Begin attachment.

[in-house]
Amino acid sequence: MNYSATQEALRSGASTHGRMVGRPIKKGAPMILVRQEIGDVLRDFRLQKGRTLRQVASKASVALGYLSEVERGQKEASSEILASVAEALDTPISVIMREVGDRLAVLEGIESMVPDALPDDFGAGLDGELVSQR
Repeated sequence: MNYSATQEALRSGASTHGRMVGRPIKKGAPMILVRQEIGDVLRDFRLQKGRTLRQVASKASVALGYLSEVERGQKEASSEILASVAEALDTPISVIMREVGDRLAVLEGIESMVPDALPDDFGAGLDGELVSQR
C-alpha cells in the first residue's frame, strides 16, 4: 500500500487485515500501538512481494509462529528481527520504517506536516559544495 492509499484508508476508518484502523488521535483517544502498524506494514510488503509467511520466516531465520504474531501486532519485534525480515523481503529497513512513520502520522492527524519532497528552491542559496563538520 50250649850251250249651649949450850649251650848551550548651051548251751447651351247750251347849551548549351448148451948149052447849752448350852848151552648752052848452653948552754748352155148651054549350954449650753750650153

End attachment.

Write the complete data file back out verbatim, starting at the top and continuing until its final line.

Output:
[in-house]
Amino acid sequence: MNYSATQEALRSGASTHGRMVGRPIKKGAPMILVRQEIGDVLRDFRLQKGRTLRQVASKASVALGYLSEVERGQKEASSEILASVAEALDTPISVIMREVGDRLAVLEGIESMVPDALPDDFGAGLDGELVSQR
Repeated sequence: MNYSATQEALRSGASTHGRMVGRPIKKGAPMILVRQEIGDVLRDFRLQKGRTLRQVASKASVALGYLSEVERGQKEASSEILASVAEALDTPISVIMREVGDRLAVLEGIESMVPDALPDDFGAGLDGELVSQR
C-alpha cells in the first residue's frame, strides 16, 4: 500500500487485515500501538512481494509462529528481527520504517506536516559544495 492509499484508508476508518484502523488521535483517544502498524506494514510488503509467511520466516531465520504474531501486532519485534525480515523481503529497513512513520502520522492527524519532497528552491542559496563538520 50250649850251250249651649949450850649251650848551550548651051548251751447651351247750251347849551548549351448148451948149052447849752448350852848151552648752052848452653948552754748352155148651054549350954449650753750650153